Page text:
A Grand introduction to ballet which is '˜just right'

Jenny Hackwell as Goldilocks. Photo Brian SlaterJenny Hackwell as Goldilocks. Photo Brian Slater
Jenny Hackwell as Goldilocks. Photo Brian Slater
Goldilocks and the Three Bears, Grand Theatre

It’s one of the most well known fairy tales and has appeared as various re-tellings.

And now the Northern Ballet Theatre has brought another adaptation of Goldilocks and the Three Bears to the stage at the Grand Theatre.

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Designed to give children their first ballet experience, the 40-minute production was charming from start to finish.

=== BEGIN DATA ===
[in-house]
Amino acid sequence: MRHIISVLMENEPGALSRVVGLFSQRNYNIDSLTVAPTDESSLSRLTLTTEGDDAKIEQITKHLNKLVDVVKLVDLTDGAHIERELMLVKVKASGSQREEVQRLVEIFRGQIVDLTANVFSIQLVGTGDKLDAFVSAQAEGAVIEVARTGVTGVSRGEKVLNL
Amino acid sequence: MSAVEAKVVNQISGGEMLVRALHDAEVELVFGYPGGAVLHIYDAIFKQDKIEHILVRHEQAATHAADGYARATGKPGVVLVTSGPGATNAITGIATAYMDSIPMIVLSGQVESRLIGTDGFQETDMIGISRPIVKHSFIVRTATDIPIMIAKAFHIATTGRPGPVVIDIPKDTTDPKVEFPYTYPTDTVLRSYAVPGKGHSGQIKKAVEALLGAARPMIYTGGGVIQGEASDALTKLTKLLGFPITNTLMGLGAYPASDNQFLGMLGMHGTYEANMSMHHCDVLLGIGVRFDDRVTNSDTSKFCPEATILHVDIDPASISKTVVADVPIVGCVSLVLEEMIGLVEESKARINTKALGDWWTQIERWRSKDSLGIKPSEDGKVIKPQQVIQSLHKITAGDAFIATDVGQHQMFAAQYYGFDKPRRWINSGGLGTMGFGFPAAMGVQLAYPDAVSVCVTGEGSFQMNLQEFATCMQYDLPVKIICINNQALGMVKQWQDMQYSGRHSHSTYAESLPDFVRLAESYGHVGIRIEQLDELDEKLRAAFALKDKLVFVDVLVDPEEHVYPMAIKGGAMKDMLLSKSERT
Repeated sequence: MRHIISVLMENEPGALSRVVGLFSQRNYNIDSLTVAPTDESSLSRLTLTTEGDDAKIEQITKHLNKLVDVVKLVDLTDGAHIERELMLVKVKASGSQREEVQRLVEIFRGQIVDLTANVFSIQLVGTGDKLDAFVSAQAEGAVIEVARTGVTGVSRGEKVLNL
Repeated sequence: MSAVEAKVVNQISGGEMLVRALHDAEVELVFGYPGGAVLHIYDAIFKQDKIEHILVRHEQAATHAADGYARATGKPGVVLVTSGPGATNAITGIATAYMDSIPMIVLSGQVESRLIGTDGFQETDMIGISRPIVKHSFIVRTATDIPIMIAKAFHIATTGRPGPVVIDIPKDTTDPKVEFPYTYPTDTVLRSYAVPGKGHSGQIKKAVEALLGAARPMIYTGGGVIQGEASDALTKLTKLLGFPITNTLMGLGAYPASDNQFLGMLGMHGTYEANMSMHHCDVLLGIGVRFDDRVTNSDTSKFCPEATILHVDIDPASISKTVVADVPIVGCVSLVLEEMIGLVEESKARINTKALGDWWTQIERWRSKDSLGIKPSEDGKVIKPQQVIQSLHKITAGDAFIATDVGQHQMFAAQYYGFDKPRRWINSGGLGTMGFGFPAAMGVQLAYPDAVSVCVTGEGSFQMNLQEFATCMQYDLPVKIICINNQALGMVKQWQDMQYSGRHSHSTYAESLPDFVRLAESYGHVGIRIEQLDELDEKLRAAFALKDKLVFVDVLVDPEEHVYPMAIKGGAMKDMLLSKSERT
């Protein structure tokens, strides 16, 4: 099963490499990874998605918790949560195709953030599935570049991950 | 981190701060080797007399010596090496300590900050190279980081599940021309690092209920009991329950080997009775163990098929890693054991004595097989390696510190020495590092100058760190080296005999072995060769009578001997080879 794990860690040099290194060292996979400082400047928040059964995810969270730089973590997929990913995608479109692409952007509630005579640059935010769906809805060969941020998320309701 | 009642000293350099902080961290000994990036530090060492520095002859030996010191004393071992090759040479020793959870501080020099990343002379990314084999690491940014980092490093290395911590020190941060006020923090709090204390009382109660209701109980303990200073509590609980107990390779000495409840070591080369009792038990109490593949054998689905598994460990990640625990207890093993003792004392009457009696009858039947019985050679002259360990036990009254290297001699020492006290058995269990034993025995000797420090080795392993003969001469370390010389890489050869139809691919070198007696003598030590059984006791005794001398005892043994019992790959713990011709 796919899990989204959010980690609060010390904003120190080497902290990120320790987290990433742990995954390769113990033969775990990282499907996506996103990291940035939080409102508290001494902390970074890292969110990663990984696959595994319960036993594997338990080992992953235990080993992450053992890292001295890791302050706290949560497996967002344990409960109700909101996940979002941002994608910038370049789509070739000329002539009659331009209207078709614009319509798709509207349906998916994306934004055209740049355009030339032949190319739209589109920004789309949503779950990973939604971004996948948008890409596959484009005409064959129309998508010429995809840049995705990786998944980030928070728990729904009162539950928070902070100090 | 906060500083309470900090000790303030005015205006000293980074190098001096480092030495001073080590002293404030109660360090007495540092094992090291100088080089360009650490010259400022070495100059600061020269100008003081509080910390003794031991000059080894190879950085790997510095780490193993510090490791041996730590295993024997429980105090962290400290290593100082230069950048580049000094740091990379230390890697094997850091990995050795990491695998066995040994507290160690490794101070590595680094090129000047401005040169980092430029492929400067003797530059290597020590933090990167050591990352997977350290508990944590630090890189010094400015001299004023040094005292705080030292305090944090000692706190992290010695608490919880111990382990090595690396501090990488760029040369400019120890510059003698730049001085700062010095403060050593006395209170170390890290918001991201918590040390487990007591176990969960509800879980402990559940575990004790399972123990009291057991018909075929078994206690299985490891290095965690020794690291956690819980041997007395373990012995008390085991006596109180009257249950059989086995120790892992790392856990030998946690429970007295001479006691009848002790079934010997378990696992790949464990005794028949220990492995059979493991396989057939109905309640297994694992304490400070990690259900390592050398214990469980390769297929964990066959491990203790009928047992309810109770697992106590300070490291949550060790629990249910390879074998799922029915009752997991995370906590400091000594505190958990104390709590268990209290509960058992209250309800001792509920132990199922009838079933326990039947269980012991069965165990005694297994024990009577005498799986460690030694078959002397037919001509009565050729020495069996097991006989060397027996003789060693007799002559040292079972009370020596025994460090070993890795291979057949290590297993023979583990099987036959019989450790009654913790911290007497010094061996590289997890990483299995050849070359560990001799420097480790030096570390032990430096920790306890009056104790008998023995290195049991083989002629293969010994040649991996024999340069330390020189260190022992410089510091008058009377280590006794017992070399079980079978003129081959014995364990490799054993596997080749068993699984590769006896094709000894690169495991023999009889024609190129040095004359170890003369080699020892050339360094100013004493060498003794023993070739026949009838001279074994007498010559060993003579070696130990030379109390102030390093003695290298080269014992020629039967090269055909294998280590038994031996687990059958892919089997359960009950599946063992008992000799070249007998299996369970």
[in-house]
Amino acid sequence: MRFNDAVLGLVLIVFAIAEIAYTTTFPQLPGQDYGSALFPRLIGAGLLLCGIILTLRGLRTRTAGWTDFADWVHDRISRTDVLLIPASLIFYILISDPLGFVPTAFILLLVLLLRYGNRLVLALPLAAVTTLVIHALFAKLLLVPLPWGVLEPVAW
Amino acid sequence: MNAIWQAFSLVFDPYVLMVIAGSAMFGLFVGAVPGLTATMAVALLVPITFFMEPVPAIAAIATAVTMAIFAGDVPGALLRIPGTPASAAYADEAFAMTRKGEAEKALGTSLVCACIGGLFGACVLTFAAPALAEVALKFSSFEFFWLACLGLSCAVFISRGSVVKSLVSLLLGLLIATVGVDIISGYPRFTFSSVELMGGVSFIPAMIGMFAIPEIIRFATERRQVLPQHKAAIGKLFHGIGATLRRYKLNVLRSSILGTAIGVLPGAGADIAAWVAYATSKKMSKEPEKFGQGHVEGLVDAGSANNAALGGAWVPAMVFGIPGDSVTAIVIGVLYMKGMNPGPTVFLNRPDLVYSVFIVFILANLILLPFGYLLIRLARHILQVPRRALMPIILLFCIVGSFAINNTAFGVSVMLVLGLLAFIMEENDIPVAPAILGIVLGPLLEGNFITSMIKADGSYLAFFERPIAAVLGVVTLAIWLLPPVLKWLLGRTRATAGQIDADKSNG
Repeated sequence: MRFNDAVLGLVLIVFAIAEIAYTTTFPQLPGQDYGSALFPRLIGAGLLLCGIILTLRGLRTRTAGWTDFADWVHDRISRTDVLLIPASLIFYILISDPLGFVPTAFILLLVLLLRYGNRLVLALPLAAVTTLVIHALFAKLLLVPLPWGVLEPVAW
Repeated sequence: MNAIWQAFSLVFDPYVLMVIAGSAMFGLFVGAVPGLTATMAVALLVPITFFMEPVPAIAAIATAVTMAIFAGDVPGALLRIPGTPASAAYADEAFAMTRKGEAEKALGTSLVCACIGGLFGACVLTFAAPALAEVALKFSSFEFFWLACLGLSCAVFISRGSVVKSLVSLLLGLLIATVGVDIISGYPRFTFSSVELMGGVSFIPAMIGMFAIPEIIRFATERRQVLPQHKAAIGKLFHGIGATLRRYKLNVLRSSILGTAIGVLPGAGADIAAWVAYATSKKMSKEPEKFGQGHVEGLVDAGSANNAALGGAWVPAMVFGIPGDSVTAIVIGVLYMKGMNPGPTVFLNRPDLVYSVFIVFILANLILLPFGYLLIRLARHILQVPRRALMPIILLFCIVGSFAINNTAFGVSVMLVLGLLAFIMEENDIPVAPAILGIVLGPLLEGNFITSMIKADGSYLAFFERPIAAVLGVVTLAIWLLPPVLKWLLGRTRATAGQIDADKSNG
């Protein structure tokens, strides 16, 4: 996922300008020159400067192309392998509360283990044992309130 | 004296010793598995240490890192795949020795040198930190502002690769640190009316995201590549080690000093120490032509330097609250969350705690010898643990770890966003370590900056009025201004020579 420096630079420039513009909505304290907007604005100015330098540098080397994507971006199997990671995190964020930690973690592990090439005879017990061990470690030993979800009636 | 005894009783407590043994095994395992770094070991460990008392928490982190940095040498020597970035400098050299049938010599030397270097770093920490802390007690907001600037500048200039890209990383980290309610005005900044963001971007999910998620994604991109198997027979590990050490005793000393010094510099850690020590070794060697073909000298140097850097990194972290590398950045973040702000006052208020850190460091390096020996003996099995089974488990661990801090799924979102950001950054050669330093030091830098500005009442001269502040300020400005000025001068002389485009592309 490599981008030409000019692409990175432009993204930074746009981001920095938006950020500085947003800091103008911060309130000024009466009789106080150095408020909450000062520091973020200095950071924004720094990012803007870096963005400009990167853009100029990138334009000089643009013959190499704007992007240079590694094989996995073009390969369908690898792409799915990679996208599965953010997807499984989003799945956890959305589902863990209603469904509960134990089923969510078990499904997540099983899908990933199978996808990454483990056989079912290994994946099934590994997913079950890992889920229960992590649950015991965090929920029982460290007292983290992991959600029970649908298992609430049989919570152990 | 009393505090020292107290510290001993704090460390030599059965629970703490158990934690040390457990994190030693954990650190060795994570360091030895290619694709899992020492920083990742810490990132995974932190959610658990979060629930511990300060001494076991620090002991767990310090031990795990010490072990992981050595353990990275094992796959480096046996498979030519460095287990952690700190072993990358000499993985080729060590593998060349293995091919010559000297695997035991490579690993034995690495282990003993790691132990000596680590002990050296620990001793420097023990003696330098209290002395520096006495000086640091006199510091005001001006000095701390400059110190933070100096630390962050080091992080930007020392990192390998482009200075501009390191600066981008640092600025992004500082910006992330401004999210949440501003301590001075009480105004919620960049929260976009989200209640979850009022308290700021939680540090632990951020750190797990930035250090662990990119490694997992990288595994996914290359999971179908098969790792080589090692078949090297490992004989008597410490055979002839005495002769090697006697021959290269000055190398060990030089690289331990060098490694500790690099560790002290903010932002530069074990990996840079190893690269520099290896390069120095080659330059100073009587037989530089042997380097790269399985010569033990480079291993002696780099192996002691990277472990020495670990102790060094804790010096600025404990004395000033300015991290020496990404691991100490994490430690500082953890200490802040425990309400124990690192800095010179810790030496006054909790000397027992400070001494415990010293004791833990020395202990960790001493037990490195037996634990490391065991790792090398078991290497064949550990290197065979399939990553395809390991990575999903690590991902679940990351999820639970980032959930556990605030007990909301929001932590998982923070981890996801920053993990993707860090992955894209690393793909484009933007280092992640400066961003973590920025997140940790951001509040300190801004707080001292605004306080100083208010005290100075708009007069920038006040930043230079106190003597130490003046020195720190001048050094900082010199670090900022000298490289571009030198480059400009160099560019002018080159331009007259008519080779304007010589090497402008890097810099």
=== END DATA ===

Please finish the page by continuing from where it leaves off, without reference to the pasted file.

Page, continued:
I had wondered how the production team could stretch the short tale out long enough for it be worthy of a stage show.

But the storyline was beautifully developed with the addition of Goldilocks’ mother seen baking a cake with her at home and then later worrying where the mischievous girl had disappeared to. Two other new characters were a striking blue bird and a mysterious fox, who join inquisitive Goldilocks on an adventure in the forest which leads her to the bears’ cottage.

Seasoned ballet lovers will know not to expect any dialogue, but it seemed to come as a shock to some.

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(“Why aren’t they talking? Talk, Goldilocks,” shouted one little boy behind us.)

Instead, it was the four-strong orchestra (cello, keyboard, flute and clarinet) doing the talking as it played delightful music which mirrored the storyline perfectly.

But it was the expressive performance of the cast of six dancers that really captivated the packed out theatre.

Julia Bennett